The impact of Presidential Debates
Bottom Line: In a year and cycle unlike any other – which included questions as to if one of the Presidential candidates would even show up to debate – today is the day. Joe Biden and Donald Trump will debate in what is scheduled to be the first of three presidential debates and one Vice-Presidential debate.
Here’s what the Presidential debate schedule looks like:
- September 29th - Cleveland: Moderated by Fox News anchor Chris Wallace
- October 7th - Vice Presidential Debate Salt Lake City: Moderated by USA Today’s Susan Page
- October 15th - Miami: Moderated by C-SPAN's Steve Scully
- October 22nd - Nashville: Moderated by NBC co-anchor Kristen Welker
Notably, seven states: Illinois, Minnesota, New Jersey, South Dakota, Vermont, Virginia and Wyoming have already started early voting and several more states like ours which has begun the vote by mail process. Voting timelines could play a role because history suggests debates do matter in close elections. In the polling age here’s the range of impact in the polls the first Presidential debate has had one week later:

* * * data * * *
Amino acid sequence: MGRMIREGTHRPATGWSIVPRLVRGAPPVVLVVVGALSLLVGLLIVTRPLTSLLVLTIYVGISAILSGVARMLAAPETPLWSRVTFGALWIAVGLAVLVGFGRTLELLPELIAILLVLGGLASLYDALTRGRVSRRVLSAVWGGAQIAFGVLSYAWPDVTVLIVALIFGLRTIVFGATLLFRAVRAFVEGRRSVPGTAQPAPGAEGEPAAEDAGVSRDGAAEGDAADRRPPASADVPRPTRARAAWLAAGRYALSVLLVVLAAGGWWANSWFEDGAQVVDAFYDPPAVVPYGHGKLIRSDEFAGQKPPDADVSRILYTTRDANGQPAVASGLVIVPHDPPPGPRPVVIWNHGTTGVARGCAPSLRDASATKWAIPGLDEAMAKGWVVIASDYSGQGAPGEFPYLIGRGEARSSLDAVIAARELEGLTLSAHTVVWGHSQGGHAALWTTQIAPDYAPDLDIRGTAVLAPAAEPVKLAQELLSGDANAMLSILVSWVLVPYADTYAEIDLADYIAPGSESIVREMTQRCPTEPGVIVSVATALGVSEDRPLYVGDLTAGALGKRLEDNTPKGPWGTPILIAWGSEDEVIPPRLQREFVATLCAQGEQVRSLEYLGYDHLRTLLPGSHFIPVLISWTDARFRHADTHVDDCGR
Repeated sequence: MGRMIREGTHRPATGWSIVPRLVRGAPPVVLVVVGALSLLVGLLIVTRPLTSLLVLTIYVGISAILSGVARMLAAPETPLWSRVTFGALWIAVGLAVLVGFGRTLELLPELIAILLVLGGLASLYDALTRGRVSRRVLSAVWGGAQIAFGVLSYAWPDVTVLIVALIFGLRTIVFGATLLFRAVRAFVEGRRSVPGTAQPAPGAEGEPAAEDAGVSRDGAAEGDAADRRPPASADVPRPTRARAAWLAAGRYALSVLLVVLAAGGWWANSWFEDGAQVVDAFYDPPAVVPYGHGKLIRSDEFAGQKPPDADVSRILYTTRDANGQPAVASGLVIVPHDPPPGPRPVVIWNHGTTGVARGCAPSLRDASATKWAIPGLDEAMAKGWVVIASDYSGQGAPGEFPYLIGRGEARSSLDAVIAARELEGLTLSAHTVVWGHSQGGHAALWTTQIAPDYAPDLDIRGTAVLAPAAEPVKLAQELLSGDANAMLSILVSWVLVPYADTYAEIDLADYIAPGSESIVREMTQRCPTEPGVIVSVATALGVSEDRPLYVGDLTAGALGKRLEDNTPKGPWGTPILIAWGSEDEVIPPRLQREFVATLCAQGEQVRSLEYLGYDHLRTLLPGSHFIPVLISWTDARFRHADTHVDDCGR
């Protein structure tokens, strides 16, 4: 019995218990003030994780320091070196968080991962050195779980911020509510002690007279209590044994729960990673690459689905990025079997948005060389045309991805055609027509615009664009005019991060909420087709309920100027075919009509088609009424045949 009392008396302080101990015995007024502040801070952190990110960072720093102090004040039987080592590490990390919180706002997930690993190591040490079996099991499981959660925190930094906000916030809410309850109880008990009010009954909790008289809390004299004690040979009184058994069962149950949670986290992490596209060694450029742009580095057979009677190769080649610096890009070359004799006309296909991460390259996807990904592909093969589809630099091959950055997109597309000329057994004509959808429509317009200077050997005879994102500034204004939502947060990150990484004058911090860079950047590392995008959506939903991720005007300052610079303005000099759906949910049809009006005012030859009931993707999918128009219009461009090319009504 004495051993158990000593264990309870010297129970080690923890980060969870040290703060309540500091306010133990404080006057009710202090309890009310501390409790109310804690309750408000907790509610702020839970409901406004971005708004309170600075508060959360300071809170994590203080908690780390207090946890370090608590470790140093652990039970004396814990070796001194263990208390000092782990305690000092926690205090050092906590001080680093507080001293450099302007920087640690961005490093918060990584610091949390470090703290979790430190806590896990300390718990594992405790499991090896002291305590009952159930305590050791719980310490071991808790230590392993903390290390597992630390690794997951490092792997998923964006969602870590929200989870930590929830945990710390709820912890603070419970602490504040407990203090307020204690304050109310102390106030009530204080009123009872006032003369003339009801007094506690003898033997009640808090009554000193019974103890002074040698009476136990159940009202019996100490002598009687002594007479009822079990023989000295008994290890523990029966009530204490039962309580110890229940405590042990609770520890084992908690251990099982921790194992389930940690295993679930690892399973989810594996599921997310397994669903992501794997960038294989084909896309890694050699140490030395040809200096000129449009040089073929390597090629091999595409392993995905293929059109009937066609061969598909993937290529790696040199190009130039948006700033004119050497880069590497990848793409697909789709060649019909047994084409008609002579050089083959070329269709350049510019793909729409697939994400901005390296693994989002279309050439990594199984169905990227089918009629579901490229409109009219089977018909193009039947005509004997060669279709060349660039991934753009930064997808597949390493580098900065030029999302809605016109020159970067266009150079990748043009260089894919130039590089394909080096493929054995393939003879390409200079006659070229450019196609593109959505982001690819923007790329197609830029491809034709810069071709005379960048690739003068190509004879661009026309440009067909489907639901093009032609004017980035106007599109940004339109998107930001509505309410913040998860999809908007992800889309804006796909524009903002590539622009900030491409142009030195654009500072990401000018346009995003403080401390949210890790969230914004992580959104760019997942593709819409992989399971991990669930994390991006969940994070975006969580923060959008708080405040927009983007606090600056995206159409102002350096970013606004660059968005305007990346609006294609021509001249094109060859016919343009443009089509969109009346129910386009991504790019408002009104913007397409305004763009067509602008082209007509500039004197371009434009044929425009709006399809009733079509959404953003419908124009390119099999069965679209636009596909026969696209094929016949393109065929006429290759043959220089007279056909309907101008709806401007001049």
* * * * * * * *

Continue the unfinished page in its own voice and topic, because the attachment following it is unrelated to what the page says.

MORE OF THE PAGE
- Bush vs. Clinton 1992: 0.6%
- Obama vs. Romney 2012: 5%
The average impact has been 2.6%. The bottom line is that while there aren’t many undecided or truly independent voters this late in cycles (generally 8% or fewer), those who truly are on the fence do look to debates and they do have an impact. Given the significance of this election and the intrigue factor associated with Biden and Trump debating – the stakes are high and mostly for Biden. If he can prove he can go toe-to-toe with Trump for three rounds at an hour and a half each – he could stand to benefit. If he can’t - it could be a crushing blow to his candidacy. They should be interesting.